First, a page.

Optimisation of framed child restraints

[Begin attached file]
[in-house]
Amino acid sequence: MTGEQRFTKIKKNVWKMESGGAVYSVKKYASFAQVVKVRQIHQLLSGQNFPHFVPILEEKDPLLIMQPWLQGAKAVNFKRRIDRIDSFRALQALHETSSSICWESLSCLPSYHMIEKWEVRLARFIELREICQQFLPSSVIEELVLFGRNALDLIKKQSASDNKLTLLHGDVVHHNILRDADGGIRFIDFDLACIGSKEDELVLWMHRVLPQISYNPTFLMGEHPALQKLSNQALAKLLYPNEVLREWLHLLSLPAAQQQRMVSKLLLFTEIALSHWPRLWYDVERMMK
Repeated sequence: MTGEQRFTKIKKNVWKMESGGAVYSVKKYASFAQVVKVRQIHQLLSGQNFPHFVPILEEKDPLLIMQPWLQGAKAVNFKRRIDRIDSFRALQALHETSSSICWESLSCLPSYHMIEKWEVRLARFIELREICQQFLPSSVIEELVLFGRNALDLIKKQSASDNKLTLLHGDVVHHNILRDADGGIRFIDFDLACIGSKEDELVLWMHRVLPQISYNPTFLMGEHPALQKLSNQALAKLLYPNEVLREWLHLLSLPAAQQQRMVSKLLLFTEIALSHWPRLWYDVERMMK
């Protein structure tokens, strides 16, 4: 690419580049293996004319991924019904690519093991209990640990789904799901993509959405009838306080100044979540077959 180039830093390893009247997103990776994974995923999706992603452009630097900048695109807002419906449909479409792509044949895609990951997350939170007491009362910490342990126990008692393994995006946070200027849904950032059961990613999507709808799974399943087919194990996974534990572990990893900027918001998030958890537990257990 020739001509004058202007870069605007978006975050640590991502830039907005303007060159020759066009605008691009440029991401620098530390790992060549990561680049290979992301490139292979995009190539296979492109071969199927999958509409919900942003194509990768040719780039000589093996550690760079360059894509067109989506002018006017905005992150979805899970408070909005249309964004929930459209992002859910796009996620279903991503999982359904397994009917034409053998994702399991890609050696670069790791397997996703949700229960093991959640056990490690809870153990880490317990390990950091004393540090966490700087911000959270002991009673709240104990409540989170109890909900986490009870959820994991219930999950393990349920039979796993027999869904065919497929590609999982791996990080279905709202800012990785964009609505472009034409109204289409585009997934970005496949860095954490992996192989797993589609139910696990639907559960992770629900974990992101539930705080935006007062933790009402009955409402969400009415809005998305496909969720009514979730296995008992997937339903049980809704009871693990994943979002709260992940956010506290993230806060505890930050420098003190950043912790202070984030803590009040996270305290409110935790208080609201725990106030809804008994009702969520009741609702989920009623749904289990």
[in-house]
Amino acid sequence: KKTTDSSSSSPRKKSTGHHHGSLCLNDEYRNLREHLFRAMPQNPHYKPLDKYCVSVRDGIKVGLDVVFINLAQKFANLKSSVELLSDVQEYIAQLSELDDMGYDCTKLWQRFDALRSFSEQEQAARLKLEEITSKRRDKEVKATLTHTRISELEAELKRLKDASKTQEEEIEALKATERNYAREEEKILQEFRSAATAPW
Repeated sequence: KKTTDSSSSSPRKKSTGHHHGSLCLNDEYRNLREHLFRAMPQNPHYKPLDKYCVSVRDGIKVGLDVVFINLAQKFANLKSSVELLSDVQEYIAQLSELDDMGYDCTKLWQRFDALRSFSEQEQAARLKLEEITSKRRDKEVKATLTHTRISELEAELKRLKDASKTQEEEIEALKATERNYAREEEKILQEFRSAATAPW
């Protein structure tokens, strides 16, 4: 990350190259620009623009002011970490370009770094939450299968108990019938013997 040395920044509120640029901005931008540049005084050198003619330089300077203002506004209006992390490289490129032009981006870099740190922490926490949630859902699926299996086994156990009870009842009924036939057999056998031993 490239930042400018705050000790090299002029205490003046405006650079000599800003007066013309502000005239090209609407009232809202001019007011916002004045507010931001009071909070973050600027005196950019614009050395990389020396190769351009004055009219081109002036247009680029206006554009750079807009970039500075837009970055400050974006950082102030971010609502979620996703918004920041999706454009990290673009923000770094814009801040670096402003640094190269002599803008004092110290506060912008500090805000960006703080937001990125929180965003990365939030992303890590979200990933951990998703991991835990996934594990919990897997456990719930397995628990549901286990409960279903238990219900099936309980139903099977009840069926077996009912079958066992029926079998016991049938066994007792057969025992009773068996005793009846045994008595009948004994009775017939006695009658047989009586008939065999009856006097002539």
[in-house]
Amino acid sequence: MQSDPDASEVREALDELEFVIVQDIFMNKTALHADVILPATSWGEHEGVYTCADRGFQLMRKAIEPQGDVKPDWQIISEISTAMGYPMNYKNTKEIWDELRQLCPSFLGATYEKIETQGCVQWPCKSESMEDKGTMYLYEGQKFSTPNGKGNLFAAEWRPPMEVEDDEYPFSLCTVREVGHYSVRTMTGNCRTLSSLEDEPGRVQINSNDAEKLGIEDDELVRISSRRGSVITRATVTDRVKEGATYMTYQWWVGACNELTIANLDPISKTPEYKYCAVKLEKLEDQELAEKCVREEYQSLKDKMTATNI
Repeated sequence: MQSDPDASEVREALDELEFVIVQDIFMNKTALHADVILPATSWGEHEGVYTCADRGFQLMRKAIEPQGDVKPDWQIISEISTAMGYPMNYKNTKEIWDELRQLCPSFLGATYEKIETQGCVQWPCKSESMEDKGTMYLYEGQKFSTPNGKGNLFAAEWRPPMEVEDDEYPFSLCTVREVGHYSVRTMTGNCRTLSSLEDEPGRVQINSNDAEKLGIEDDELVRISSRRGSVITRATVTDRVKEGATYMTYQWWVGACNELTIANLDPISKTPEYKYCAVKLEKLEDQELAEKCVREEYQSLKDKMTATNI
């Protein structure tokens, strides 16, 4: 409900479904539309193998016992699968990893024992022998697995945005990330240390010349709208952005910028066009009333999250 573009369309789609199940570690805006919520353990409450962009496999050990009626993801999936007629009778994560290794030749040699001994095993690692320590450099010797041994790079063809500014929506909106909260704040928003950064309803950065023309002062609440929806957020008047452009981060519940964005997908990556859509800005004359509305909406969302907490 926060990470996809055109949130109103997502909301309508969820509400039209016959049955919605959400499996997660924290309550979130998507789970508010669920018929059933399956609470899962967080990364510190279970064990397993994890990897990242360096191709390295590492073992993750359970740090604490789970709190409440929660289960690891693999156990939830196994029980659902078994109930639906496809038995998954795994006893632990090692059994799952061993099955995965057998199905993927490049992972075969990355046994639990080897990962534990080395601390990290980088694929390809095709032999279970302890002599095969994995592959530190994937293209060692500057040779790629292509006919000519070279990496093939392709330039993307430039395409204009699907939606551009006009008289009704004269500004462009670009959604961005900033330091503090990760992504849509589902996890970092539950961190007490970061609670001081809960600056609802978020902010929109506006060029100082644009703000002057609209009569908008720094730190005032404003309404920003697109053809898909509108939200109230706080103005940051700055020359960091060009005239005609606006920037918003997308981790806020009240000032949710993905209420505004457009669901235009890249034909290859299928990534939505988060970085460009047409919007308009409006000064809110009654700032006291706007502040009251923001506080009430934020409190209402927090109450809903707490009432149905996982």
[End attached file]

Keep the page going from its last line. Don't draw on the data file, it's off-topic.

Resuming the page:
This thesis documents a study into the effects of various parameters on the performance of Framed Child Seats (FCS) for automobiles. The work investigated the effect of three different sets of parameters: FCS design parameters, vehicle design parameters and occupant biomechanical parameters. The work was conducted at Middlesex University using a combination of experimental crash testing and computerised crash simulations. The experimental crash tests were conducted using the Road Safety Engineering Laboratory, Middlesex University impact test rig and the computerised simulations were conducted using MADYM03D software. The performance of the FCS configuration was assessed in terms of the potential injury to a child occupant in a 50 km/h frontal impact to ECE R44 test specification. All the FCS design parameters examined were shown to have a potential effect on the performance of the FCS. In particular FCS footprint area was shown in the experimental tests to have a significant affect on the performance. A large flat footprint was observed to reduce chest acceleration by 33%, although this was at the expense of a large increase in forward head excursion. Various vehicle design parameters were shown, by MADYM03D simulation, to have a considerable affect on FCS performance. A standardised semi-rigid or rigid anchorage system is recommended to overcome such problems in real vehicles. The biomechanical work was largely based around the potential for injury to the occupant's neck. An improved MADYM03D representation of the dummy neck was developed for this work and several factors were examined. Chin-chest contact, head mass and neck fulcrum for bending were all shown to have a potential affect on the likelihood of injury. Limitations of both experimental crash testing and computerised simulations were identified during this work and are discussed in this thesis.